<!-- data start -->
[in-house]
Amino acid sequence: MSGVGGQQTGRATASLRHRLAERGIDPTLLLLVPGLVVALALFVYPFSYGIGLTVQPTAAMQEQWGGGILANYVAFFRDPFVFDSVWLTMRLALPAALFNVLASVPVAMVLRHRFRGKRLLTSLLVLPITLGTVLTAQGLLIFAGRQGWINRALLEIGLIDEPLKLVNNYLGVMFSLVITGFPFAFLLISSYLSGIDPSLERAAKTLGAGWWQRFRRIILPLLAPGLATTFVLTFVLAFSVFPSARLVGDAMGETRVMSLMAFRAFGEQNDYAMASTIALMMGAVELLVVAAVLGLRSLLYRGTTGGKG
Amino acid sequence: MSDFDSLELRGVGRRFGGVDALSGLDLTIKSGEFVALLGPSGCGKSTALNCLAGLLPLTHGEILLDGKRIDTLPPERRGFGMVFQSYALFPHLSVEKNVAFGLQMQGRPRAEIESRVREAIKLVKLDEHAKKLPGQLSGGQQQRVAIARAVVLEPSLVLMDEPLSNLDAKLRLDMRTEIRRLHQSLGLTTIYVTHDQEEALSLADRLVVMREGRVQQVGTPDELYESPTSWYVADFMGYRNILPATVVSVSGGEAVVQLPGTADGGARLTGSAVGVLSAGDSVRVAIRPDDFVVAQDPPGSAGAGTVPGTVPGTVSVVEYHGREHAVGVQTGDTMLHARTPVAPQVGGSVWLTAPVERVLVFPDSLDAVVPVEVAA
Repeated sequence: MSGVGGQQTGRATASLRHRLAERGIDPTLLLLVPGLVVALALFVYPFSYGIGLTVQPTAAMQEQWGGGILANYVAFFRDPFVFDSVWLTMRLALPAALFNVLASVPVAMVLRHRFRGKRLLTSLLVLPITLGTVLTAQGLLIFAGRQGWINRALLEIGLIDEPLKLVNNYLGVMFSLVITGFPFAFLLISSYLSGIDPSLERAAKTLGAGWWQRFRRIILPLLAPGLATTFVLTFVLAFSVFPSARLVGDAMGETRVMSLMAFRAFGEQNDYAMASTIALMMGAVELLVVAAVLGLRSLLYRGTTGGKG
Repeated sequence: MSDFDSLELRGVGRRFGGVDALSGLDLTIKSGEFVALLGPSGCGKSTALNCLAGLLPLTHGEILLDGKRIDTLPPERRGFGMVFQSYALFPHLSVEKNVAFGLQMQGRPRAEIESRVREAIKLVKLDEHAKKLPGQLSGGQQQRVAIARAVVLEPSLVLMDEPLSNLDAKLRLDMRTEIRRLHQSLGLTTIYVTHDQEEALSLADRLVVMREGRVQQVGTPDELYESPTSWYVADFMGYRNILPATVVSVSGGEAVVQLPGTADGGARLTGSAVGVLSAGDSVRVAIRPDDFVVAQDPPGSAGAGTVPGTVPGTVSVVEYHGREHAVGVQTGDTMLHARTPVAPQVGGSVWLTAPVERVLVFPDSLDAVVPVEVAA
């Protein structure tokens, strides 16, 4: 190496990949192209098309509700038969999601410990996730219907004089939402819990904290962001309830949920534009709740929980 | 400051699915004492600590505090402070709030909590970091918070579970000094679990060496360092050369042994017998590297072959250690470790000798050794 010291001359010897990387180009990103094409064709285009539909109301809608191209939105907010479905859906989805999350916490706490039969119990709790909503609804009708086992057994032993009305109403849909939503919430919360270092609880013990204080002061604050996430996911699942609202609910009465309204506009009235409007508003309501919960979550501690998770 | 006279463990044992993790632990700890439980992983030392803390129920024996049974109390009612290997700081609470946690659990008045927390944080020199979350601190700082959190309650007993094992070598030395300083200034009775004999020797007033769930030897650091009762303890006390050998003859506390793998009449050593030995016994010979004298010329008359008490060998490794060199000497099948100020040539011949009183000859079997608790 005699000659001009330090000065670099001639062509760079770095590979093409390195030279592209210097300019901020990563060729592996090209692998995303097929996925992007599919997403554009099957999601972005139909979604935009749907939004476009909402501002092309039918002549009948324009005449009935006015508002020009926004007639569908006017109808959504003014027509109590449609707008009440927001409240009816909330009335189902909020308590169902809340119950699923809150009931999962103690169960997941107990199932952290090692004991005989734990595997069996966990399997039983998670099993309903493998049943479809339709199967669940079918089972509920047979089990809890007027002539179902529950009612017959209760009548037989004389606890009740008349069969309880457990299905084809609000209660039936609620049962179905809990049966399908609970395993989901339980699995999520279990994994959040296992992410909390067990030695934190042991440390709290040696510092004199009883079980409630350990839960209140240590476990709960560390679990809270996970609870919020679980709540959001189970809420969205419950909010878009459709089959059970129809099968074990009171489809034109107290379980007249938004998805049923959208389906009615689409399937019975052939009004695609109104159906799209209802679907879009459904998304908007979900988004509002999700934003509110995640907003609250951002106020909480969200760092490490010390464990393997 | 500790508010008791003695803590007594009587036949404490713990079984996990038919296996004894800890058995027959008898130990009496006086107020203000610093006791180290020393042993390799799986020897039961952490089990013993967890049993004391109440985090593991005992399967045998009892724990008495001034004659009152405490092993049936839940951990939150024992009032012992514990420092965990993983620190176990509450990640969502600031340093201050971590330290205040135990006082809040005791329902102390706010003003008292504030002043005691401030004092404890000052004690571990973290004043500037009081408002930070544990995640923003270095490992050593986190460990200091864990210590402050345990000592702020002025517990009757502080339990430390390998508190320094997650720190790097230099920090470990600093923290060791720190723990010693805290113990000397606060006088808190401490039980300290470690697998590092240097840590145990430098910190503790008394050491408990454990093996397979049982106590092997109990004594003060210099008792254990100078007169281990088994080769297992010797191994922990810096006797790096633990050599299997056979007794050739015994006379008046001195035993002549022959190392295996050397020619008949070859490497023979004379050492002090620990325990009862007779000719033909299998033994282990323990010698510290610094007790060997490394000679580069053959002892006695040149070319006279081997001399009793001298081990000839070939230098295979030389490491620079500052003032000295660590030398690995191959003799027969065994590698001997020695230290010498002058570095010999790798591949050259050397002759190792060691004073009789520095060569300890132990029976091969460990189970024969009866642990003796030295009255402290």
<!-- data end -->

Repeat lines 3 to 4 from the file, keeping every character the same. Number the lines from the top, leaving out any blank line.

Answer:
Amino acid sequence: MSDFDSLELRGVGRRFGGVDALSGLDLTIKSGEFVALLGPSGCGKSTALNCLAGLLPLTHGEILLDGKRIDTLPPERRGFGMVFQSYALFPHLSVEKNVAFGLQMQGRPRAEIESRVREAIKLVKLDEHAKKLPGQLSGGQQQRVAIARAVVLEPSLVLMDEPLSNLDAKLRLDMRTEIRRLHQSLGLTTIYVTHDQEEALSLADRLVVMREGRVQQVGTPDELYESPTSWYVADFMGYRNILPATVVSVSGGEAVVQLPGTADGGARLTGSAVGVLSAGDSVRVAIRPDDFVVAQDPPGSAGAGTVPGTVPGTVSVVEYHGREHAVGVQTGDTMLHARTPVAPQVGGSVWLTAPVERVLVFPDSLDAVVPVEVAA
Repeated sequence: MSGVGGQQTGRATASLRHRLAERGIDPTLLLLVPGLVVALALFVYPFSYGIGLTVQPTAAMQEQWGGGILANYVAFFRDPFVFDSVWLTMRLALPAALFNVLASVPVAMVLRHRFRGKRLLTSLLVLPITLGTVLTAQGLLIFAGRQGWINRALLEIGLIDEPLKLVNNYLGVMFSLVITGFPFAFLLISSYLSGIDPSLERAAKTLGAGWWQRFRRIILPLLAPGLATTFVLTFVLAFSVFPSARLVGDAMGETRVMSLMAFRAFGEQNDYAMASTIALMMGAVELLVVAAVLGLRSLLYRGTTGGKG